US Inverted Yield Curve: Part III - The Impact on CEE Economies

Updated: Apr 4, 2019

by InvestCEE Staff, Chris Ball

Link here to Part I - Explaining the Yield Curve

Link here to Part II - The Inversion and What It Means

Photo by Joseph Barrientos at Unsplash

In this final part to our short series on the Inverting of the US Yield Curve, we look at the implications for Central European economies. The short answer is that the inversion itself doesn’t necessarily affect Central European economies, but a potential US recession and resulting FED action can affect the region.

Source: FRED, Federal Reserve Bank of St. Louis and author's own calculation

Our best understanding of why the US yield curve inverted is that market participants are expecting the US economy to slow in the coming 2 years or so. A slowdown on its own can lower interest rates as the return on investments declines and/or inflation slows. But the more important effect here is that the US Federal Reserve will likely act to lower interest rates in order to fight the recession. We’ll take each of these issues – a US slowdown and a FED interest rate decrease – in turn to think through the implications for the CEE region’s economies.

A US Economic Slowdown

A slowdown in the US will have two opposite effects on CEE economies. The first is the most obvious. The US has a large market for goods and services. A slowdown in the US means weakened demand for exports from Central Europe. It will directly lower demand and also indirectly by lowering demand for goods from CEE partner countries like Germany. This is the typical ripple effect. When the US sneezes, the world economies catch a cold. This lower US demand is a pure negative effect on the CEE economies.

The second effect is less obvious. As the US economy slows, returns to investments in the US fall and investors look around the world for other good investment opportunities. Good returns in Central Europe could attract global capital more easily during a US slowdown. This is a less direct, but positive effect.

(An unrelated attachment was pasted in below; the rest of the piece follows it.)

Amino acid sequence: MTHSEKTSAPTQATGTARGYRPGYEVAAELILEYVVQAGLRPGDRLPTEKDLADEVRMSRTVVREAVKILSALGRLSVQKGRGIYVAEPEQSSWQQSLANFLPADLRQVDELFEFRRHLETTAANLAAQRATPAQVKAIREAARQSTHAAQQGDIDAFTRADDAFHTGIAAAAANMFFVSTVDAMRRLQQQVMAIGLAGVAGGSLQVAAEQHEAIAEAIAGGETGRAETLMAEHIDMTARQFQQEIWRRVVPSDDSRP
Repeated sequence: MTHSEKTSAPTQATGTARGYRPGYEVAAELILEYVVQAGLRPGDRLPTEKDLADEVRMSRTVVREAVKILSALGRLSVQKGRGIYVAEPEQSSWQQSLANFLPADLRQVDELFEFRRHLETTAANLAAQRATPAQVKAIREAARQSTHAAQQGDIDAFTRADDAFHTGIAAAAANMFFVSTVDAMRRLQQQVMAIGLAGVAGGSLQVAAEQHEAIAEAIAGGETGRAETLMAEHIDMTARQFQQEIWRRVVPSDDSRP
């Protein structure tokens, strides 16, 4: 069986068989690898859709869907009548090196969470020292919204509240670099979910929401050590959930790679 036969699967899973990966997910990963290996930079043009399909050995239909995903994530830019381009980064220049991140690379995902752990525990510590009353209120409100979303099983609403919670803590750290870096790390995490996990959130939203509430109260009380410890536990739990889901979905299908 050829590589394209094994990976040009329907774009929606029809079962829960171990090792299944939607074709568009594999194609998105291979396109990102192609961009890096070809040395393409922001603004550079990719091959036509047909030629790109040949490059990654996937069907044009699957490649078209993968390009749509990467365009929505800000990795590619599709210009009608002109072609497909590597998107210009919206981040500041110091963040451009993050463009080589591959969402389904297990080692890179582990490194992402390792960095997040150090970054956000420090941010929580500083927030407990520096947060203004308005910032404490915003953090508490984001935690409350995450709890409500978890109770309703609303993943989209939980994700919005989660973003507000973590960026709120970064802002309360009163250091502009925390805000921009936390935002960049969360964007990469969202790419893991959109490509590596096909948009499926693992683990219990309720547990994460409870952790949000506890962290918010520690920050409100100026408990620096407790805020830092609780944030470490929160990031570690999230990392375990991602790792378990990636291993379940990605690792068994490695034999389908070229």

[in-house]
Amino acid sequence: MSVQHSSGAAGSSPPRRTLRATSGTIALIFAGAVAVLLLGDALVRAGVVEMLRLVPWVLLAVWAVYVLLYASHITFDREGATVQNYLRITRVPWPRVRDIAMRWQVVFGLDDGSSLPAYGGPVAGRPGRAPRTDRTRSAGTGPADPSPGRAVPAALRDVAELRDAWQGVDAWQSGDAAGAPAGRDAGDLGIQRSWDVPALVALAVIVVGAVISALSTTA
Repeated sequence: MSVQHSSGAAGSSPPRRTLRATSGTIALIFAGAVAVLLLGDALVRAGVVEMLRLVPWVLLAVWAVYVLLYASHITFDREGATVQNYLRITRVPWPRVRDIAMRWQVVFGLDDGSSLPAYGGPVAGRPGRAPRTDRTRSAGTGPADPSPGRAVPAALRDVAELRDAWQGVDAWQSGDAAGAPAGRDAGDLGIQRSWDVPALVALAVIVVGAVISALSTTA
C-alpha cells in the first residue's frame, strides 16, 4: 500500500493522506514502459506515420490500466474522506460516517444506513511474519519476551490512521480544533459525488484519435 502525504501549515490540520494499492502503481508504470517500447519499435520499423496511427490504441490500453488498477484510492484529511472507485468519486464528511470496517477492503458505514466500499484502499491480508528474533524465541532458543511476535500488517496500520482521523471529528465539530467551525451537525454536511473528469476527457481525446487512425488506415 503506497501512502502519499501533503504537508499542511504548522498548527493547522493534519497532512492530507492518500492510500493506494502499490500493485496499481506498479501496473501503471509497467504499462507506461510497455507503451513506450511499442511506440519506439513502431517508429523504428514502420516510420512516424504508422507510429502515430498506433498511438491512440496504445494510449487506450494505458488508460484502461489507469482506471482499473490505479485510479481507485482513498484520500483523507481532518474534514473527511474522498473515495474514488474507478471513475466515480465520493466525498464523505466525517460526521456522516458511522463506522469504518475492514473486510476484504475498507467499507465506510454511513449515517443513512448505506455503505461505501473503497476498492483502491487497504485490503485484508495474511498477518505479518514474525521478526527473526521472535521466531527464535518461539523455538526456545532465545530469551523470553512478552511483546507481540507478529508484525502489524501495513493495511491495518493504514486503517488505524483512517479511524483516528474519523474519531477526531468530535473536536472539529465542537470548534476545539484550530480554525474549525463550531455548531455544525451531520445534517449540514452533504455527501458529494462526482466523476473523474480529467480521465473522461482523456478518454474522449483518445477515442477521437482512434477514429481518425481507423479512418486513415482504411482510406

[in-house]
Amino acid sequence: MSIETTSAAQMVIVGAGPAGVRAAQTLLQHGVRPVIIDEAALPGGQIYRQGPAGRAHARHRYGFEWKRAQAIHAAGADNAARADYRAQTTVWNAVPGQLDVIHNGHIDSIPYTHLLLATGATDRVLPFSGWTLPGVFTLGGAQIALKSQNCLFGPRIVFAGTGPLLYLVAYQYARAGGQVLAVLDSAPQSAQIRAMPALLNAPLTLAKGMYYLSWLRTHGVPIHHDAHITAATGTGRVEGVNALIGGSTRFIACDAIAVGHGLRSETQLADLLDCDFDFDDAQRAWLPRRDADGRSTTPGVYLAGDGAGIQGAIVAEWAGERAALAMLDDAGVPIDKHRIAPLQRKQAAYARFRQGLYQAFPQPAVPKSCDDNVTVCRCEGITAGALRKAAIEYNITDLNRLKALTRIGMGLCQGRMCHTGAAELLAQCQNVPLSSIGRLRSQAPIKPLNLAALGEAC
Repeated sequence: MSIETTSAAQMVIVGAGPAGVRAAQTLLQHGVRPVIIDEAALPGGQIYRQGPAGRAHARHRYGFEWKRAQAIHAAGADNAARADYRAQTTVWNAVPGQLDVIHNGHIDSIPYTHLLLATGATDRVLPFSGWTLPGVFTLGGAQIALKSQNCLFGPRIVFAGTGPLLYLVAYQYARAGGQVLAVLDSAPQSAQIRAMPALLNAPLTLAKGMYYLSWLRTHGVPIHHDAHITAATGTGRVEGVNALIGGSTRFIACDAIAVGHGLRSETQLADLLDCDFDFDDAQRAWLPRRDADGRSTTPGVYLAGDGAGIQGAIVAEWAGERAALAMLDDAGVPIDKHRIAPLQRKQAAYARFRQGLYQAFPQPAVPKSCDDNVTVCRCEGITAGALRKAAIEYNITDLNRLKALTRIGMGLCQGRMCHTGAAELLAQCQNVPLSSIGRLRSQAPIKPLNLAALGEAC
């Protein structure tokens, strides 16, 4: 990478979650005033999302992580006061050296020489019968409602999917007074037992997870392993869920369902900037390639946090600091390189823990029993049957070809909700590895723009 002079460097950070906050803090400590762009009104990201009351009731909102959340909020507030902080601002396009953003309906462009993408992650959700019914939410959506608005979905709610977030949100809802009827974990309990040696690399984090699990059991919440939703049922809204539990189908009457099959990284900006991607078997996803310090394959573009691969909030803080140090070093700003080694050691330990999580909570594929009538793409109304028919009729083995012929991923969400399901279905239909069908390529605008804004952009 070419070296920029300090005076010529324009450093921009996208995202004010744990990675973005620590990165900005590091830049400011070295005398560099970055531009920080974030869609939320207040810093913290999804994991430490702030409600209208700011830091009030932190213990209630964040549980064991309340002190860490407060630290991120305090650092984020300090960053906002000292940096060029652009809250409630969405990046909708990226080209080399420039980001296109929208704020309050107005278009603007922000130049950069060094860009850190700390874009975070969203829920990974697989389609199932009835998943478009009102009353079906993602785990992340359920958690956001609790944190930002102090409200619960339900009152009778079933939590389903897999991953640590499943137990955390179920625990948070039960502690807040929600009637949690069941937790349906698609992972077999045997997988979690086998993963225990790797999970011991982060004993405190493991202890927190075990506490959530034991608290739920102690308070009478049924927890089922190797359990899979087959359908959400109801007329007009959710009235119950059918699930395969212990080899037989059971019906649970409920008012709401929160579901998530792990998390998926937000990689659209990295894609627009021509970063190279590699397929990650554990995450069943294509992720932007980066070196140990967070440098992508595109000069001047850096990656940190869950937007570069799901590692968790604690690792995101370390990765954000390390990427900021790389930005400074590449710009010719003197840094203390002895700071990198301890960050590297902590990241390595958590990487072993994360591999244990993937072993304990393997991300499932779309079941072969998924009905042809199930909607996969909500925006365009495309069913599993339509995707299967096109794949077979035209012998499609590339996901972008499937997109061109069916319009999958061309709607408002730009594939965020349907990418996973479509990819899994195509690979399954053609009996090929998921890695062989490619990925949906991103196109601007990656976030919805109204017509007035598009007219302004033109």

All else equal, these two effects together can also lead to a slight strengthening of CEE currencies. This will depend on which effect is stronger, however. If the US slowdown dampens demand and drives world economies, including CEE economies, into recession, then all bets are off. Anything could happen to exchange rates. But, if the US slow down relative to CEE economies (i.e., doesn’t drag the CEE down so much), then we could see a slight strengthening in their currencies which strengthens their purchasing power in world markets.

A US FED Interest Rate Cut

If the US economy looks like it will slow, the US Federal Reserve will lower US interest rates in advance of the slowdown in an effort to prevent it. This will have two effects that are quite significant.

First, the indirect effect: Should the rate cuts succeed in avoiding a recession, this will limit the negative demand-side effects mentioned above.

Second, the direct effect: A US interest rate cut will definitely lower returns to US investments and encourage investment capital to flow into non-US markets. This benefits the CEE region by again, making investments in the CEE economies relatively more attractive than before.

All Else Equal

Economists love to say “all else equal” (as I did above), but things are rarely all equal. While we focused on the US slowdown alone, the rest of the world keeps changing. It will be important to watch for continued economic slowdown in China and for economic growth in Europe.

Eurozone economies are already slowing which in part prompted worries about a US slowdown (due to declining global – namely European – demand for US goods) and secondly has already caused the European Central Bank to lower its interest rate, pulling Eurozone rates into negative territory in an effort to stimulate Eurozone economies.


Overall, the US yield curve inversion tells us that market participants expect a US slowdown in the coming 2 years, but not today. The European Central Bank is stimulating the Eurozone economies with rate cuts and the US FED will stimulate the US economy with rate cuts if the economic outlook continues to darken.

Both these rate cuts encourage capital flows into the CEE region and that can actually be positive over the coming 12-24 months. The US economy doesn’t look set to worsen quickly. So the implications of the US yield curve are mild to mildly positive for the CEE region if anything.

The immediate danger for the CEE economies is a slowdown in the Eurozone. Germany is the biggest importer from most of the major CEE economies. Hungary and Slovakia both critically rely on a strong German car market as both countries have large parts of German automotive manufacturing supply chains in their countries.

The worst case scenario would be a worsening Eurozone economy combined with a hard and sudden US downturn, but that doesn’t look likely at this point. The US yield inversion is also mild. Again, it shows lower rates in 12-18 months for about 12-24 months, but positive rate growth again after that. Anticipation of a much deeper recession would imply yield inversion for a longer period.

For now the Central European economies look to be in good shape and should prove robust to the recently predicted effects of the US yield curve’s inversion.

About the author

Chris Ball, PhD is the co-founder and advisor for InvestCEE. Chris serves as the Honorary Hungarian Consul for Connecticut, the executive director of the Central European Institute and the István Széchenyi Chair in International Economics at Quinnipiac University.